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Born in Portland, Oregon, Richard Diebenkorn became a key figure in the Bay Area (San Francisco, Oakland) figurative school of painting. Diebenkorn studied at Stanford University and later at the University of California, Berkeley. While at Berkeley, he studied with but was not greatly influenced by Abstract Expressionist, Hans Hofmann. He credited Edward Hopper, Paul Cezanne, and Arshile Gorky as major influences on his painting.
In the 1950's, Diebenkorn's work was largely abstract with emphasis on gestural brushwork and strong composition. His figurative work was marked by vibrant colors forming spaces into which Diebenkorn would place a simplified or seated figure. The figurative work of Diebenkorn helped mark the beginning of the Bay Area figurative school.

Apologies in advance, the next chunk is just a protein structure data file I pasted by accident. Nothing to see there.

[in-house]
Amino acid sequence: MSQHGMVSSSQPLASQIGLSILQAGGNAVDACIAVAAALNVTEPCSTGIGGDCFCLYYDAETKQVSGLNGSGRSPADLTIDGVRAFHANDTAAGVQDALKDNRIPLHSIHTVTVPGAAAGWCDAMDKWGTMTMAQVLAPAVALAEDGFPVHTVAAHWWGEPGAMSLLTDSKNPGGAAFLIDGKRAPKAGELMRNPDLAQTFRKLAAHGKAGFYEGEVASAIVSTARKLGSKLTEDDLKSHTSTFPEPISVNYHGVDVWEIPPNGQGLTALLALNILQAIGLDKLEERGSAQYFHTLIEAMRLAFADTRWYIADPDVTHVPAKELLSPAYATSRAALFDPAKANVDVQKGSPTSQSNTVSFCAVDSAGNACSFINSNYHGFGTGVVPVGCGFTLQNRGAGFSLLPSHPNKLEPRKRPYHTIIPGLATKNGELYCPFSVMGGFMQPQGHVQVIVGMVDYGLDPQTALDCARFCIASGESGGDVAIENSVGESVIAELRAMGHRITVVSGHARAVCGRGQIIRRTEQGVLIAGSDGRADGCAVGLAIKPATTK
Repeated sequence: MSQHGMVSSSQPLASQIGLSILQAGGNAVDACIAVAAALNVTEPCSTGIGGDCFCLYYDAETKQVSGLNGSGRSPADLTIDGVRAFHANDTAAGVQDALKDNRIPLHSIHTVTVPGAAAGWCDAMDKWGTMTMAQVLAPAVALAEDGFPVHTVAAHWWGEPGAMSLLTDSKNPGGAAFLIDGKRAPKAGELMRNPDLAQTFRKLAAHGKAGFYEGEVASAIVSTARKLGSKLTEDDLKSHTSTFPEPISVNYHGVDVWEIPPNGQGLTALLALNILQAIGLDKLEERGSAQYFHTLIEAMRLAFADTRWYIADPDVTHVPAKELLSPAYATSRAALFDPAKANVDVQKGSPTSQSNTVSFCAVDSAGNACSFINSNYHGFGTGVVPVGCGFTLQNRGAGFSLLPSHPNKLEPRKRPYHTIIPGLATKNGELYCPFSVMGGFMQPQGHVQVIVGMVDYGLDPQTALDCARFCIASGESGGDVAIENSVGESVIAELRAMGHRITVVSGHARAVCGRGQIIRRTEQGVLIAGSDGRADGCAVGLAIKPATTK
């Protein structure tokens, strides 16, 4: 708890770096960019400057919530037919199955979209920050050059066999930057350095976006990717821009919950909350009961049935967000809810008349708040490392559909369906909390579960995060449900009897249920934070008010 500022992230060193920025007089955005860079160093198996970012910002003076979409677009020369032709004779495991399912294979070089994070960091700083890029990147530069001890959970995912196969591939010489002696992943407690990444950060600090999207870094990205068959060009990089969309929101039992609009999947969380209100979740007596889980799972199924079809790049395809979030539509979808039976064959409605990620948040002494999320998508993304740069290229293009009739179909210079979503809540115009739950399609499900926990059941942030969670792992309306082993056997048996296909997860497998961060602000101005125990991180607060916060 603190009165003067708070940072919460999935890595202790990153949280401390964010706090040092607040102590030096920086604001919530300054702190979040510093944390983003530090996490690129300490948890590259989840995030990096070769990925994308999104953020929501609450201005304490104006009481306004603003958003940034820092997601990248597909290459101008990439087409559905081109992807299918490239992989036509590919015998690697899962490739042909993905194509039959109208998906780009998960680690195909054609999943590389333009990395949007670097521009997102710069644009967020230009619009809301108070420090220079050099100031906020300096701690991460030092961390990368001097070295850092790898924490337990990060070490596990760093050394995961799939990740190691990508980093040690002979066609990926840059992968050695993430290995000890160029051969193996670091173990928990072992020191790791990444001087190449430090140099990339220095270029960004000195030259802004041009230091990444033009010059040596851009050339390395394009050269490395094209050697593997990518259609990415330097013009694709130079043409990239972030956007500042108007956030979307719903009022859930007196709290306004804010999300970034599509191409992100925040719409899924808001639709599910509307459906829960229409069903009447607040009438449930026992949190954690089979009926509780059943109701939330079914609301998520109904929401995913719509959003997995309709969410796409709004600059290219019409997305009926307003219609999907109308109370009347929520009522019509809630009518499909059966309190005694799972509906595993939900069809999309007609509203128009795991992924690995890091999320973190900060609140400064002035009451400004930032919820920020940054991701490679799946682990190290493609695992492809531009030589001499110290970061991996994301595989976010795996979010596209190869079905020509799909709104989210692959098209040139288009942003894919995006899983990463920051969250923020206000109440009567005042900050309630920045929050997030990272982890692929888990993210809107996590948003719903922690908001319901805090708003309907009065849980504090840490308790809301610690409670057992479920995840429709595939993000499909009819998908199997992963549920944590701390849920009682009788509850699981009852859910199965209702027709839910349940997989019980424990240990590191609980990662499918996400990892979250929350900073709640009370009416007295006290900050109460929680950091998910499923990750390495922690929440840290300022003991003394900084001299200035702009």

In the mid-1960's, Diebenkorn settled in Santa Monica, CA. Around this time, he turned away from imagery and focused on the abstract with his "Ocean Park" series. These paintings are geometric abstractions of line and space with visible reminders of all the underlying reworking. The influence of California - it's light and color, and coastal allusions to sky, ocean, seaside and sun - can be seen in these works.
In 1988 Diebenkorn left Santa Monica to return to the Bay Area, where he built a studio in Healdsburg, in the vineyards north of San Francisco. After a heart attack in 1989, followed by a series of operations and illnesses, he gave up working on his characteristically large canvases to concentrate on a series of gouache drawings and two beautifully refined etchings made at Crown Point Press, San Francisco, in 1991 and 1992.